Thirteen time zones away, Mark and Anne Lackey, owners of HireSmart Virtual Employees and HireSmart Cares, were getting the news of what was happening in the Philippines. They were busy locating employees who had lost internet service. When contact was made, they inquired about their health and their living conditions: What do you need? How can we help?

In all, HireSmart assisted 31 families, replacing roofs for a number whose homes had suffered major damage, paying for temporary housing, and covering costs of computer equipment and a variety of other needs.

Bernard and his family needed a place to stay that had internet services. So HireSmart paid a month’s rent for an apartment about an hour’s drive north of their home.

“My wife and I are really grateful that we’re here at HireSmart,” said Bernard. “And we know that they always have our back and always support us in the things that we need, especially in times of trouble. Here at HireSmart, Anne basically said we’re all a family. It’s not just like you going to a job with your family at home. People help you when you are in need.”

Bernard said his clients at the solid waste agency were great, too. During the week between the storm and getting an apartment, Bernard was unable to perform his duties for the solid waste company, but the firm paid his salary anyway.

“They’re treating me like part of the family as well,” he said.

Bernard and his family went back to their home after the electricity was restored. But their internet was out for three months.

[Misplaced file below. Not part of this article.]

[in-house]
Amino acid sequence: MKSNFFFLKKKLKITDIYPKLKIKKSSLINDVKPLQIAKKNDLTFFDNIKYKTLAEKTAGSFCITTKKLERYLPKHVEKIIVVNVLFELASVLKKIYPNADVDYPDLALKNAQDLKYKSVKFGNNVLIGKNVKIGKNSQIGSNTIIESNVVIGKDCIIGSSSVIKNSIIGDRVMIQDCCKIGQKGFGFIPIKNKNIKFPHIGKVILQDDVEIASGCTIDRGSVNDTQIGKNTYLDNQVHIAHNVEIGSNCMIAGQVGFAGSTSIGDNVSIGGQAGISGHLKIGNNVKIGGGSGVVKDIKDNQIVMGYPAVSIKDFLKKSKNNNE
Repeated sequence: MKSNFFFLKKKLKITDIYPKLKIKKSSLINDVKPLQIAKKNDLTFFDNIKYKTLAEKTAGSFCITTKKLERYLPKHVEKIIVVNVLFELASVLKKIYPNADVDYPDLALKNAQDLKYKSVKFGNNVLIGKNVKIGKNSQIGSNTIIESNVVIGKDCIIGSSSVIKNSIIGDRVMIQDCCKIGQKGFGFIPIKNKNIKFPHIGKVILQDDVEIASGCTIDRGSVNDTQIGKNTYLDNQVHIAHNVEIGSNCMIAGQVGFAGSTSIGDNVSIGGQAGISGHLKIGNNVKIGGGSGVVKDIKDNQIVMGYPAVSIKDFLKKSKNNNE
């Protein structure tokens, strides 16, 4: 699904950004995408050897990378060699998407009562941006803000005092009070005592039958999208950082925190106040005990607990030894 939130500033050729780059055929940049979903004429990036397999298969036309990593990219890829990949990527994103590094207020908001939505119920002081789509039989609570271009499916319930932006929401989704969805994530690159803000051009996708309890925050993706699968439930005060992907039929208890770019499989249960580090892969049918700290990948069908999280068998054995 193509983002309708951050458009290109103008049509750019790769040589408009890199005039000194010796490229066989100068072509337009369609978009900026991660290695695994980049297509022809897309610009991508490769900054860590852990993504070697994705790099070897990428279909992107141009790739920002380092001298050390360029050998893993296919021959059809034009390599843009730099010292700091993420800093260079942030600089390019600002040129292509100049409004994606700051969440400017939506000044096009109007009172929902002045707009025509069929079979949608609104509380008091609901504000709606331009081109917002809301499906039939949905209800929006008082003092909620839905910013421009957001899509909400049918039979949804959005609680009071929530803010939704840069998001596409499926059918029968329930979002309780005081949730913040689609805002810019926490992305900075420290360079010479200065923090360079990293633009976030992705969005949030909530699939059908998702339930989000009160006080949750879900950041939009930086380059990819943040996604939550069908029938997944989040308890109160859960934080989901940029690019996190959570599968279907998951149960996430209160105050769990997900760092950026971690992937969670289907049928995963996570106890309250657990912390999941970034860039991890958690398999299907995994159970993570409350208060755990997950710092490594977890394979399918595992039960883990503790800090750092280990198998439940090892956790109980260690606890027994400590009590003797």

“Gladly, one of our neighbors has a different connection that was restored prior to all of our other connections,” he said. “So we actually hooked up so we could work.”

He said the typhoon experience was a learning experience.

“The one thing that I learned from it is basically anything like that can happen in your life,” said Bernard. “Bad things can happen in your life, not just a typhoon, maybe a family death. But as long as you have the right people behind you and you have the right mindset to move past it, then you’ll be good. You’re going to be all good, no worries.”

We have the honor and pleasure to provide support to Filipinos who were affected by Typhoon Ria in December 2021.

We will be adding updates and support to this page as we have progress. Every dollar counts. If you can, please consider helping. 100% of any donations will go to those in need. Mark & Anne are donating their time to have the most impact and do the most good.

You can send funds via PayPal to or mail a check to HireSmart Cares, PO Box 923116, Peachtree Corners, GA 30010 & mark for Typhoon Ria Support. Thank you!